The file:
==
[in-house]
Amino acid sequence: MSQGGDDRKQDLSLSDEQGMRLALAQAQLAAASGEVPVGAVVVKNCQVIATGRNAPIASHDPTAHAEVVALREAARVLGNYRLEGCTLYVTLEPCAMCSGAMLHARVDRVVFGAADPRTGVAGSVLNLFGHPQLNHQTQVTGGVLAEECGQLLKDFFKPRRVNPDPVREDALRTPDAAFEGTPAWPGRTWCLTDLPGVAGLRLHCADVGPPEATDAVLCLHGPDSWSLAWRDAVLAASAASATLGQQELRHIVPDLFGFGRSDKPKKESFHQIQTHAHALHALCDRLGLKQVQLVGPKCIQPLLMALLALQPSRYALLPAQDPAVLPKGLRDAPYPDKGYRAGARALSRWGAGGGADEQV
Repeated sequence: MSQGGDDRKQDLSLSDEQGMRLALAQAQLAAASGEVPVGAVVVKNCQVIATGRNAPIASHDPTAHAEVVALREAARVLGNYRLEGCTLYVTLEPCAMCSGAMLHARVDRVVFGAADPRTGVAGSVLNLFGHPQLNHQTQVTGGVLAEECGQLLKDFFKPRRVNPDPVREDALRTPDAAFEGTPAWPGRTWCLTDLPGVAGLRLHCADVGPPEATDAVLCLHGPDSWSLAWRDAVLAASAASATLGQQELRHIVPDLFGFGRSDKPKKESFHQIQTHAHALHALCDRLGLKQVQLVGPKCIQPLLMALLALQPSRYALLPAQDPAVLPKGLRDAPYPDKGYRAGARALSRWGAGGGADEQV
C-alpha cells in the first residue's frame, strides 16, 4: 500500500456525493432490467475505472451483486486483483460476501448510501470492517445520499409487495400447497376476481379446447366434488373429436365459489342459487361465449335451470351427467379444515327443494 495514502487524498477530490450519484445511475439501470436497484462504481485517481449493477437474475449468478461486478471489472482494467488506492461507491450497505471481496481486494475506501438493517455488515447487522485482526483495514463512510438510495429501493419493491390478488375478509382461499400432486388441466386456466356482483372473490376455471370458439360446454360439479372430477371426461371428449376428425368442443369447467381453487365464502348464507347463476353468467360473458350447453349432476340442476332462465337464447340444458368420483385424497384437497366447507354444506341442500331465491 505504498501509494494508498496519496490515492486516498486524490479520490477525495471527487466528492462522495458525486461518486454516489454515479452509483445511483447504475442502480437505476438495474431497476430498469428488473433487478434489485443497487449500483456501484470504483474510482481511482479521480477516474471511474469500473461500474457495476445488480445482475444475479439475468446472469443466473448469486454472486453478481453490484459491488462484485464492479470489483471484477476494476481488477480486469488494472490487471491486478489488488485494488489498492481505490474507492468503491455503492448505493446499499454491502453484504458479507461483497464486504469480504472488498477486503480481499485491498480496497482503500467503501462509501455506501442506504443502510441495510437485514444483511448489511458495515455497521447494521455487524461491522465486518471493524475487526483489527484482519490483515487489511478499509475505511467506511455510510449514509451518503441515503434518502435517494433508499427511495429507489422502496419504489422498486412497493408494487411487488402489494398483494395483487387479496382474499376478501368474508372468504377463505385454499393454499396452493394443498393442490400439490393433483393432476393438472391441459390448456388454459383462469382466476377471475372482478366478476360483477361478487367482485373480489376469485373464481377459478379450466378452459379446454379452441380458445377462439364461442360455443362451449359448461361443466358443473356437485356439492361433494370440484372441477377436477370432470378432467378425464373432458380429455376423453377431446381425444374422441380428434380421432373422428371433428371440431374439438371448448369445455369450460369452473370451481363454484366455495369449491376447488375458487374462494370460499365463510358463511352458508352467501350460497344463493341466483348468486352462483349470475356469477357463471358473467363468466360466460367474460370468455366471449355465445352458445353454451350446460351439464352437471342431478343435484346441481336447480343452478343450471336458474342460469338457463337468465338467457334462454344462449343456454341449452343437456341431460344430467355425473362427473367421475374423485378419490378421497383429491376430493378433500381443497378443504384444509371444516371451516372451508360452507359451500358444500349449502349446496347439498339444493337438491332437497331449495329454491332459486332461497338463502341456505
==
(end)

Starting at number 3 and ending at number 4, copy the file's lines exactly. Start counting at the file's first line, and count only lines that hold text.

Repeated sequence: MSQGGDDRKQDLSLSDEQGMRLALAQAQLAAASGEVPVGAVVVKNCQVIATGRNAPIASHDPTAHAEVVALREAARVLGNYRLEGCTLYVTLEPCAMCSGAMLHARVDRVVFGAADPRTGVAGSVLNLFGHPQLNHQTQVTGGVLAEECGQLLKDFFKPRRVNPDPVREDALRTPDAAFEGTPAWPGRTWCLTDLPGVAGLRLHCADVGPPEATDAVLCLHGPDSWSLAWRDAVLAASAASATLGQQELRHIVPDLFGFGRSDKPKKESFHQIQTHAHALHALCDRLGLKQVQLVGPKCIQPLLMALLALQPSRYALLPAQDPAVLPKGLRDAPYPDKGYRAGARALSRWGAGGGADEQV
C-alpha cells in the first residue's frame, strides 16, 4: 500500500456525493432490467475505472451483486486483483460476501448510501470492517445520499409487495400447497376476481379446447366434488373429436365459489342459487361465449335451470351427467379444515327443494 495514502487524498477530490450519484445511475439501470436497484462504481485517481449493477437474475449468478461486478471489472482494467488506492461507491450497505471481496481486494475506501438493517455488515447487522485482526483495514463512510438510495429501493419493491390478488375478509382461499400432486388441466386456466356482483372473490376455471370458439360446454360439479372430477371426461371428449376428425368442443369447467381453487365464502348464507347463476353468467360473458350447453349432476340442476332462465337464447340444458368420483385424497384437497366447507354444506341442500331465491 505504498501509494494508498496519496490515492486516498486524490479520490477525495471527487466528492462522495458525486461518486454516489454515479452509483445511483447504475442502480437505476438495474431497476430498469428488473433487478434489485443497487449500483456501484470504483474510482481511482479521480477516474471511474469500473461500474457495476445488480445482475444475479439475468446472469443466473448469486454472486453478481453490484459491488462484485464492479470489483471484477476494476481488477480486469488494472490487471491486478489488488485494488489498492481505490474507492468503491455503492448505493446499499454491502453484504458479507461483497464486504469480504472488498477486503480481499485491498480496497482503500467503501462509501455506501442506504443502510441495510437485514444483511448489511458495515455497521447494521455487524461491522465486518471493524475487526483489527484482519490483515487489511478499509475505511467506511455510510449514509451518503441515503434518502435517494433508499427511495429507489422502496419504489422498486412497493408494487411487488402489494398483494395483487387479496382474499376478501368474508372468504377463505385454499393454499396452493394443498393442490400439490393433483393432476393438472391441459390448456388454459383462469382466476377471475372482478366478476360483477361478487367482485373480489376469485373464481377459478379450466378452459379446454379452441380458445377462439364461442360455443362451449359448461361443466358443473356437485356439492361433494370440484372441477377436477370432470378432467378425464373432458380429455376423453377431446381425444374422441380428434380421432373422428371433428371440431374439438371448448369445455369450460369452473370451481363454484366455495369449491376447488375458487374462494370460499365463510358463511352458508352467501350460497344463493341466483348468486352462483349470475356469477357463471358473467363468466360466460367474460370468455366471449355465445352458445353454451350446460351439464352437471342431478343435484346441481336447480343452478343450471336458474342460469338457463337468465338467457334462454344462449343456454341449452343437456341431460344430467355425473362427473367421475374423485378419490378421497383429491376430493378433500381443497378443504384444509371444516371451516372451508360452507359451500358444500349449502349446496347439498339444493337438491332437497331449495329454491332459486332461497338463502341456505